McDonald’s focuses on certain areas but doesn’t try to please everyone. It still has some branding issues with its food, in my opinion, but I appreciate the company’s decision to focus on what it can do to help employees seek higher pay via education.
Equally important for brands is to ensure that your passions come across in your messaging. This can be a great point at which to engage customers; interview them or seek out user-generated content to see your brand from a customer’s perspective.
And be careful to consider various interpretations of brand messaging. It’ll be interesting to see if and how the Budweiser snafu changes ad development — in an increasingly instant world, taking months between concept and release can turn a benign story into an allegory.
2. Does our brand’s culture reflect our mission?
In a recent Guardian post, Alex Holder shared a cynical view on brands’ nascent adoptions of political causes. He wrote:
[blockquote] It’s difficult to separate the fact that while these brands are showcasing pedigree social responsibility, ultimately they are helping refugees because it sells milky lattes and cheap holiday accommodation.[/blockquote]
While any for-profit brand does have to consider their bottom line, I disagree with Holder’s view that corporate giving and advocacy initiatives are purely selfish. That being said, a big indicator of hypocrisy truly comes out in brand experience. If you’re going to take a stance, make sure that your “walk” reflects your “talk.”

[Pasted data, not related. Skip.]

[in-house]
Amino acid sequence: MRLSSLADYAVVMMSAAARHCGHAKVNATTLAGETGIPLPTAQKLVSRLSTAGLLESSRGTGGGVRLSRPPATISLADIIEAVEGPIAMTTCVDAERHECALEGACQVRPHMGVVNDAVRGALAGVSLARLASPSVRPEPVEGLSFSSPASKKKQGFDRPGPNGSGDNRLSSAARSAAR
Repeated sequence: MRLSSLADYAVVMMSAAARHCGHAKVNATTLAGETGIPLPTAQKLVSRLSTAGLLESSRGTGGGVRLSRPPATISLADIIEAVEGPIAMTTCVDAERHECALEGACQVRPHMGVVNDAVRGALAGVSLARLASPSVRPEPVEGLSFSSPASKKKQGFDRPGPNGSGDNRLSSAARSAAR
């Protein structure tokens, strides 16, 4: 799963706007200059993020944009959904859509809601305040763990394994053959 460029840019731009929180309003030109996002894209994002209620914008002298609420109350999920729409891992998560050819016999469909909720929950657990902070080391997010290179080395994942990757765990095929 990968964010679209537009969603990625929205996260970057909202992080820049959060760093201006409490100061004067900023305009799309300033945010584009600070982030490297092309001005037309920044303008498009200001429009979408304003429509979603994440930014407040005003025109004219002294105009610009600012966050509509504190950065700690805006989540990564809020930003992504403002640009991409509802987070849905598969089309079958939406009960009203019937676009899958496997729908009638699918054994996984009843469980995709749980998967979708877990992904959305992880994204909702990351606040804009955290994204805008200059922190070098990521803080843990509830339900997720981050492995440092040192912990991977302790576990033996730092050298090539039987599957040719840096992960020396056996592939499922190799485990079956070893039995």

How are customers treated? What’s the employee culture? For brands with a customer service or customer support team, does the brand mission translate to customer interactions?
3. How much are employees expected to participate?
We’re in a new world of political openness, and the workplace rules are still largely unwritten. But how do you bring advocacy programs into the workplace without ostracizing employees?
Some employees may not wish to engage in politics at work, or they may disagree with the brand’s new stance. This doesn’t mean that they can’t do their job, but it may cause uncomfortable moments.
If possible, I recommend providing employees with an “out.” For example, make politically related company activities optional.
If participation is mandatory — say, for a social media manager charged with sharing company views or a hiring manager charged with targeting a demographic — work brand practices into conversations. Give employees space to voice reservations and concerns.
At the end of the day, some employees may still need to decide between embracing a company policy they don’t agree with or finding a new place to work. But leaving the door open for conversation is better than allowing those who speak on behalf of your brand to foster resentment in silence.
And what about executives’ personal politics? After all, the L.L. Bean drama occurred thanks to a donation by Linda Bean, a member of the family who owns the outerwear brand. If a higher-up is making significant donations to a cause, it’s a good idea to prepare for backlash from any who disagree.
We’re living in a politicized world. Whether you write RESIST on your office roof or avoid a public political stance, now’s the time to look into the messages — conscious and unconscious — your brand sends.